Over the past few months, Sunday Old School has examined British outfit, My Dying Bride and Swedish metal favourites, Katatonia, who, along with Paradise Lost, are known as three of the four bands who helped to pioneer the death/doom genre. This week, we’ll be completing the set by taking a look at Anathema, another band instrumental in launching the sub-genre, but who soon found themselves on an entirely different musical path. Anathema were formed in the English city of Liverpool in 1990, initially under the name of Pagan Angel. They recorded their first demo, "An Iliad of Woes," in November of that year which soon spread around the English music scene and caught the interest of several labels, with the band eventually settling on Peaceville Records following the release of their second demo, "All Faith is Lost." Their first release through Peaceville was an EP named, "The Crestfallen," which earned them enough credibility that they were able to tour with American death metal favourites, Cannibal Corpse. They followed, "The Crestfallen" with their first full length album, "Serenades," which also earned the band significant exposure and featured a music video for the song, "Sweet Tears," which soon gained airplay on MTV. As well as television exposure, the band were soon able to tour throughout Europe and were even scheduled to perform at a festival in Brazil.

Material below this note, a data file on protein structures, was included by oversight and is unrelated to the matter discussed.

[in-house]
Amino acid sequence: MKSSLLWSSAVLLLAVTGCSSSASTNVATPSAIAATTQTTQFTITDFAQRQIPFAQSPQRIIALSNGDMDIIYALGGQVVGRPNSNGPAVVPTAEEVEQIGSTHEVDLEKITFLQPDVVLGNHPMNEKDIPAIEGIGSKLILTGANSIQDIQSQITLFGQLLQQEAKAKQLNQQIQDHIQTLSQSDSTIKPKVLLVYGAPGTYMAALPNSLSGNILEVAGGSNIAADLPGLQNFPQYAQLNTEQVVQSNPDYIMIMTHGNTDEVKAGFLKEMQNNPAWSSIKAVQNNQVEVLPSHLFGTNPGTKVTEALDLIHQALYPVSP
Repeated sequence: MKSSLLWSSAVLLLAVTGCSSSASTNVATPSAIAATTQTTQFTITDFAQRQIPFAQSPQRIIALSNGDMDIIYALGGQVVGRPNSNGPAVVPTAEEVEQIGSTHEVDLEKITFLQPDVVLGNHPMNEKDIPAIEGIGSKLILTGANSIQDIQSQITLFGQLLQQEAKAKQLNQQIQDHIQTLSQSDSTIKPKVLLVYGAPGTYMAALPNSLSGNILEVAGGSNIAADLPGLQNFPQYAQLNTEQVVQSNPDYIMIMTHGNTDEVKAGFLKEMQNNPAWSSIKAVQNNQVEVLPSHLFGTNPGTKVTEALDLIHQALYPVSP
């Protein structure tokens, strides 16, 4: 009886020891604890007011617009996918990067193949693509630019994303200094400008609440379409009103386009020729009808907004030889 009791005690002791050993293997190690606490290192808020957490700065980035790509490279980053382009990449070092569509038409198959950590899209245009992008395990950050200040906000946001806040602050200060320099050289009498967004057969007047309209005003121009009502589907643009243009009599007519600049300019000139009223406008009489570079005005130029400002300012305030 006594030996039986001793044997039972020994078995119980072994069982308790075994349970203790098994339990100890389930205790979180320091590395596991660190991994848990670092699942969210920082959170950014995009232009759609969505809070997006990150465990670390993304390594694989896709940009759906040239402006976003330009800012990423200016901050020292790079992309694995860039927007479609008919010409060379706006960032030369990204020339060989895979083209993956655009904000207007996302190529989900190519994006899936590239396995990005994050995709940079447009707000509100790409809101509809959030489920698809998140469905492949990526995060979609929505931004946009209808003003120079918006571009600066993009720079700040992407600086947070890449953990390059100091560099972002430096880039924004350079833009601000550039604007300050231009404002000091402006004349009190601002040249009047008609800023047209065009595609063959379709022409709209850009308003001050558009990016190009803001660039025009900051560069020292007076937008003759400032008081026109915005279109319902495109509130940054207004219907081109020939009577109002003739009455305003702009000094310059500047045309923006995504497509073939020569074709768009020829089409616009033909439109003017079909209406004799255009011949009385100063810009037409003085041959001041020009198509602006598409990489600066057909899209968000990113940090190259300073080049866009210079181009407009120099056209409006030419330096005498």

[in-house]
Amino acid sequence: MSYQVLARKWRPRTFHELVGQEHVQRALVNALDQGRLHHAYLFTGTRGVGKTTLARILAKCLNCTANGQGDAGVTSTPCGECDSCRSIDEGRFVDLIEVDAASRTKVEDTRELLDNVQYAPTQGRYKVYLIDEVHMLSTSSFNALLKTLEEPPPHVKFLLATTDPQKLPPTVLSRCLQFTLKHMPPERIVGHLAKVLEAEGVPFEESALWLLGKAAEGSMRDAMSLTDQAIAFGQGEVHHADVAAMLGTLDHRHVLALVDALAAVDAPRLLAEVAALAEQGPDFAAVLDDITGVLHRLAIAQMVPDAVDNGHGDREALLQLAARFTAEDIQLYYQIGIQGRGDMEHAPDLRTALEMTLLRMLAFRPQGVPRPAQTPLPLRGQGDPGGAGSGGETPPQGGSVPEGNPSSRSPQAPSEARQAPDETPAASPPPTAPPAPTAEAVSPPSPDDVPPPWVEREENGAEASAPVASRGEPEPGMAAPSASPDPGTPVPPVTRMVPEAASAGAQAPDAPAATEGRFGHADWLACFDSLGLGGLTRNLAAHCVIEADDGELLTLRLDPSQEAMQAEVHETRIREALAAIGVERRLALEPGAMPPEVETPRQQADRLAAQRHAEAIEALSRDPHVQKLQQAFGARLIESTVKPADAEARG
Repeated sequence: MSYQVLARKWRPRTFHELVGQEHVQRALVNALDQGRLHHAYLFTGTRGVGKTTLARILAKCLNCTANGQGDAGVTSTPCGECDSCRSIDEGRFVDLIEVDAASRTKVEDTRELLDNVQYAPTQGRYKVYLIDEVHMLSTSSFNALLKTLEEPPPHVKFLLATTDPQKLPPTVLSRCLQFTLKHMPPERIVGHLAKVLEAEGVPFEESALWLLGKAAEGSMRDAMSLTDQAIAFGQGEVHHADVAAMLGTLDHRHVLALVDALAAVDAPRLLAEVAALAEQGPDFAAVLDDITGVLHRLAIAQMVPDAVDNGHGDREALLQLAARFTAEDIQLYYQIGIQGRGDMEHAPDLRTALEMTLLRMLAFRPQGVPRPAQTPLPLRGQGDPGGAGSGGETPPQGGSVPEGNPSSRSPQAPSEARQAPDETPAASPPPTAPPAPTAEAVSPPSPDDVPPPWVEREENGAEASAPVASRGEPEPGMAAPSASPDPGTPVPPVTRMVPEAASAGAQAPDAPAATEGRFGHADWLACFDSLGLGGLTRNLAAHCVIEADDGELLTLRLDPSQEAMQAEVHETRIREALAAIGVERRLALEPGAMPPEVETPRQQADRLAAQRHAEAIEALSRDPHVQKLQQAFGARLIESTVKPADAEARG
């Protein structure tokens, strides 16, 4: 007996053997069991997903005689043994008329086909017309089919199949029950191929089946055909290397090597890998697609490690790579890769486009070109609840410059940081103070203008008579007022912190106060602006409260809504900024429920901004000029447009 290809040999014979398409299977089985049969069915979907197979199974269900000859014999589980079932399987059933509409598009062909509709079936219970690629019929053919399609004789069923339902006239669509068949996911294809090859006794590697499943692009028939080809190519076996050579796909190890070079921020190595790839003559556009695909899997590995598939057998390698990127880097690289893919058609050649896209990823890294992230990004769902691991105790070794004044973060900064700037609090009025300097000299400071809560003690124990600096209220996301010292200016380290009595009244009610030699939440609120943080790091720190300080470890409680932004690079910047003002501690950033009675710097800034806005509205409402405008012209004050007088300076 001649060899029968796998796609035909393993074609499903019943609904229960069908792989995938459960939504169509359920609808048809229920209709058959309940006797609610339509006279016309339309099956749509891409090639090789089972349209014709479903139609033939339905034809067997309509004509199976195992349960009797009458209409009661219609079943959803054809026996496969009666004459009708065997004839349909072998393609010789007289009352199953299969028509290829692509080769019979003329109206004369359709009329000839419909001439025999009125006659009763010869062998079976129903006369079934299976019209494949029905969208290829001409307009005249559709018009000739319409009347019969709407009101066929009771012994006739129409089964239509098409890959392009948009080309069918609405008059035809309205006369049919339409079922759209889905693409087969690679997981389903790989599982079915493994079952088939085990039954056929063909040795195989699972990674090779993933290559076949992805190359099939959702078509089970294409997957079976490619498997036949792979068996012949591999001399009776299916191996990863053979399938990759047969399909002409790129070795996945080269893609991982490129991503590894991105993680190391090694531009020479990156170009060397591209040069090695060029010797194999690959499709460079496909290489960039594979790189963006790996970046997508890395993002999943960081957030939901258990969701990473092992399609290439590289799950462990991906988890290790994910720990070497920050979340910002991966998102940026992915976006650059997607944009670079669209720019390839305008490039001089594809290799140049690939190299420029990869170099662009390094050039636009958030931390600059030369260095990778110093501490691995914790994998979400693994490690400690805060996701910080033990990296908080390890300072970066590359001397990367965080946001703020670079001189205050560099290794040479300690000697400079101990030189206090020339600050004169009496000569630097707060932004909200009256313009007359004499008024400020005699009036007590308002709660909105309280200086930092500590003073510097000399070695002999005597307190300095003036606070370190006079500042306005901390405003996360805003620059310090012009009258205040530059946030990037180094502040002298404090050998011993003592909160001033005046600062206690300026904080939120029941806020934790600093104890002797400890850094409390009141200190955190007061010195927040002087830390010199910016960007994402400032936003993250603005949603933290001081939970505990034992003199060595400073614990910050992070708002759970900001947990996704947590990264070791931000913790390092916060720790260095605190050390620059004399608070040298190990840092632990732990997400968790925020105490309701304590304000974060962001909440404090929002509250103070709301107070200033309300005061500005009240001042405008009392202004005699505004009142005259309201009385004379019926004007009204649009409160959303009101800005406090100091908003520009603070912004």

Despite the rapidly growing fan base and success, vocalist Darren White decided to leave the band in 1995. Rather than searching for a new singer, guitarist Vincent Cavanagh took over the spot behind the microphone, and later that year, Anathema released their second studio album, "The Silent Enigma," which marked Cavanagh’s debut recording with the band, after he had made his live debut as the group’s frontman when they had toured with countrymen, Cathedral. They followed, "The Silent Enigma" a year later with their third full length, "Eternity," which received near universal acclaim. The album was notable for moving away from the doom metal sound and more towards alternative rock, with some psychedelic and gothic influences also present. More...
This week a look at new videos from Ugly Kid Joe, Chris Holmes (W.A.S.P.), Izzy Stradlin (ex-Guns N’ Roses), and Great White; for those keeping a timeline at home, Ugly Kid Joe would be considered the “new” band of this group. More...